Assignment 1: Introduction to Geometry Processing

Instructor: Gabriel Taubin
TA: Douglas Lanman
Due: 2/15/07

Downloads: handout, documentation, support code


This assignment will introduce basic geometry processing for polygon meshes. After completing this homework you should have a good understanding of the type of algorithms, data structures, and coding practices expected for this course – especially with regard to the Java framework we'll provide. In particular, you'll be implementing a variety of fundamental operations including selection, deletion, and classification of vertices, edges, and faces. The methods developed in this problem set will form the foundation for further assignments focusing on more advanced topics such as compression and filtering.

1   Getting Started: Selection Operations

Before you begin this assignment, you should first read the j3DPGP application guide [5]. Once you can successfully compile and run the application, you should begin familiarizing yourself with the following five files.

The first four files can be used to modify the basic user interface in j3DPGP. In general, you shouldn't need to modify any of these classes. Instead, the majority of modifications will be made directly to the IfsPanelSelection class.

To get you started, we've already implemented the clear and invert functions for vertices, edges, and faces. For example, to select all the edges in a mesh, clear the current selection and then invert (i.e., the inverse of an empty edge selection list contains all the edges in the mesh). Take a look at the selectEdges callback in theIfsPanelSelection class. Notice how the clearEdgeIndex and invertEdgeIndex methods of the Selection class were used to implement these operations. As you can see, the basic clear and invert operations can be implemented using methods already existing with the j3DPGP support classes.

1.1   Dilate and Erode

Now that you're familiar with the format of the IfsPanelSelection class, let's implement a new selection mode. Many times you want to slightly increase or decrease the current selection. We can formalize this behavior as the dilate and erode operations. For example, we can define vertex dilation as the operation which appends all the vertices that share an edge with a currently-selected vertex to the selection list. Similarly, we can defineface erosion as the operation that removes all the faces that share an edge with an unselected face from the selection list. The remaining dilation and erosion operations can be defined in a similar manner.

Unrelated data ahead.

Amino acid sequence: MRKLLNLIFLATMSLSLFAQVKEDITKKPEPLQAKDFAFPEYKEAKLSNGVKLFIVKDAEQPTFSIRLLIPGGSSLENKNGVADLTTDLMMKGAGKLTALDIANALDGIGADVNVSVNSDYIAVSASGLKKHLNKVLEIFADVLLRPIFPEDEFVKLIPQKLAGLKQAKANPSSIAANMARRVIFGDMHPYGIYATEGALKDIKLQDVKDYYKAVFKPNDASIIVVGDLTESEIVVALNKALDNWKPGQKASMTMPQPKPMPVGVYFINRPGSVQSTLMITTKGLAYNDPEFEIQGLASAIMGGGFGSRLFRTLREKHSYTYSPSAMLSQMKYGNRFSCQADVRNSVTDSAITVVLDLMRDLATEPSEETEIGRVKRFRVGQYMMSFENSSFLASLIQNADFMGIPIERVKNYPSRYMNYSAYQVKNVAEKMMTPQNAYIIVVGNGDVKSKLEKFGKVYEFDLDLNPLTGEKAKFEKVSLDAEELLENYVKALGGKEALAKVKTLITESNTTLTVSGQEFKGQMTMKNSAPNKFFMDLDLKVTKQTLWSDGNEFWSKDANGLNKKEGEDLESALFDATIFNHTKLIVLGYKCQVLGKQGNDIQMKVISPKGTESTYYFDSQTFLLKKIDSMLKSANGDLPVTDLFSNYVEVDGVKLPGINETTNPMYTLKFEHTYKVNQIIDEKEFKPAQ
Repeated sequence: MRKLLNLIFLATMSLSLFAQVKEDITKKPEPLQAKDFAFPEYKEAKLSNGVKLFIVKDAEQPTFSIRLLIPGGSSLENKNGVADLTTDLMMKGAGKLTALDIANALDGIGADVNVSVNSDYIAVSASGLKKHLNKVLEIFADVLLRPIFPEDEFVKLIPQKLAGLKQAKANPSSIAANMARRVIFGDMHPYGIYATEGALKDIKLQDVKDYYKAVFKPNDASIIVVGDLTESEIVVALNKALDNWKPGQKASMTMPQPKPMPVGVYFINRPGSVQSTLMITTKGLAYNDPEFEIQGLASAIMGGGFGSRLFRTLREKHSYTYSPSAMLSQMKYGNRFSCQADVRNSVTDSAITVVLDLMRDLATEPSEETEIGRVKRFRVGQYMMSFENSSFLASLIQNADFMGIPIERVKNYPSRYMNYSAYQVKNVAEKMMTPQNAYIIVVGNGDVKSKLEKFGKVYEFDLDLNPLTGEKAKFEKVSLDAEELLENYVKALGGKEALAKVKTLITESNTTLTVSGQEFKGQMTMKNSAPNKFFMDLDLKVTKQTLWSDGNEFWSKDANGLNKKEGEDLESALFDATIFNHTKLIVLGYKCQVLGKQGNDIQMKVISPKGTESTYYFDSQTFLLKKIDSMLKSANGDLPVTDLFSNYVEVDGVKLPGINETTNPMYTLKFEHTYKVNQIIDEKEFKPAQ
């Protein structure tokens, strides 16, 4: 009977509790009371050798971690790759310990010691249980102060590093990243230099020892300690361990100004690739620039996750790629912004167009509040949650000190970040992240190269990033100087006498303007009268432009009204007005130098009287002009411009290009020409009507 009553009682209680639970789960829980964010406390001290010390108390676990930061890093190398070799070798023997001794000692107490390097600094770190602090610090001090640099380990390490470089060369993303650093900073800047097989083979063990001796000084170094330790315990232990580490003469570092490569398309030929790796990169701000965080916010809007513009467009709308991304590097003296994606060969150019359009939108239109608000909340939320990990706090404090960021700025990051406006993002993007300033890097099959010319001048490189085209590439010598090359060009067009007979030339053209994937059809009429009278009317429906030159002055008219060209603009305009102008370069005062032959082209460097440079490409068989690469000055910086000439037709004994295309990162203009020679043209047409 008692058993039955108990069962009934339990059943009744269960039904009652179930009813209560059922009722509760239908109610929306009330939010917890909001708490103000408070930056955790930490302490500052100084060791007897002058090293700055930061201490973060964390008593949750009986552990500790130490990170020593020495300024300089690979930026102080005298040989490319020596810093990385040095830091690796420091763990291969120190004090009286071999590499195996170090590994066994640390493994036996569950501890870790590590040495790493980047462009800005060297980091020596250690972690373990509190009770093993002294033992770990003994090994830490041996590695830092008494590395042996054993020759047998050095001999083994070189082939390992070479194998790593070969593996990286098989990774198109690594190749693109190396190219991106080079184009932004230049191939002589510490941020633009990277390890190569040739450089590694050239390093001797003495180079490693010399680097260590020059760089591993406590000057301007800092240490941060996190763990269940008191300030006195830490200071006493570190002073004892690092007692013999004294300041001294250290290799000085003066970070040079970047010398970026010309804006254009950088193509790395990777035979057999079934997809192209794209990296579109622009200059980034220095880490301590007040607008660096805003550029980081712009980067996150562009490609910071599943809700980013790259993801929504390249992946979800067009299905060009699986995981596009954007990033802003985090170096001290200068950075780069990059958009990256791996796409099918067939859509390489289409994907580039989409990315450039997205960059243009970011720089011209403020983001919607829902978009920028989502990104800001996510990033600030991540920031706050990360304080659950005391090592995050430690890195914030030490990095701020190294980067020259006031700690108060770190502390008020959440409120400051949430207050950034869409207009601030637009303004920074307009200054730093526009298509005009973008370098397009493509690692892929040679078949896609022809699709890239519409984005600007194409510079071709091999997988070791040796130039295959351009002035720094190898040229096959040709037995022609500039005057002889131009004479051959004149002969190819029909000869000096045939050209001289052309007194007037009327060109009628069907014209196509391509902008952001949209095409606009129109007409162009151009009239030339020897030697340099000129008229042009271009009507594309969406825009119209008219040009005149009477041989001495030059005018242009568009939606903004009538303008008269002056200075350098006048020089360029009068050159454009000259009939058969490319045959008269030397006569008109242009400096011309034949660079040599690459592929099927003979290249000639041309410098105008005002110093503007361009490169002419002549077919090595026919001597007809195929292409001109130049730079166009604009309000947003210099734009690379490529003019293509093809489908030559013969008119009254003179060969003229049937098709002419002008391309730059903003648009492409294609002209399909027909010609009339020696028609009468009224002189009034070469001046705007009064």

For this problem we expect you to first define the expected behavior of each operation you implement. At a minimum, we require you to implement vertex dilation, face dilation, and face erosion. If you feel more ambitious, modify the user interface and implement the additional operations of edge dilation, edge erosion, and vertex erosion. Note that we leave the specific definition of these operations up to you. Try to be consistent and have the results provide useful modifications to the selection list. For example, if all the current faces are selected, should a face erosion do nothing or should it unselect faces containing border edges?

1.1   Connected Components

After the previous warm-up problem you should have a fairly robust set of selection behaviors. One operation we'd like to add to this set is the ability to find additional components that are connected to the current selection. For example, if you select a single vertex on cow_npf.wrl, the connected vertices button should select all the vertices connected to this point (note that the cow contains several components, which will be revealed by this operation).

As discussed in class, in order to determine connected components we'll need to partition the mesh. In the case of connected vertices, this partition will be performed on the primal graph. Alternatively, determining connected faces will require partitioning the dual graph. Note that we have provided an efficient partition routine with the Partition class (which uses the Union-Find data structure discussed in class [2].

For this problem we expect you to determine connected faces by implementing the selectConnectedFaces callback. To get you started with the problem, we've provided a complete implementation of selectConnectedVertices. As before, you should describe in your write-up how you define connected faces and provide a pseudocode description of your implementation. In addition, please include several screen captures for cow_npf.wrl and indicate the connected components.

2   Classification: Is it Boundary, Regular, or Singular?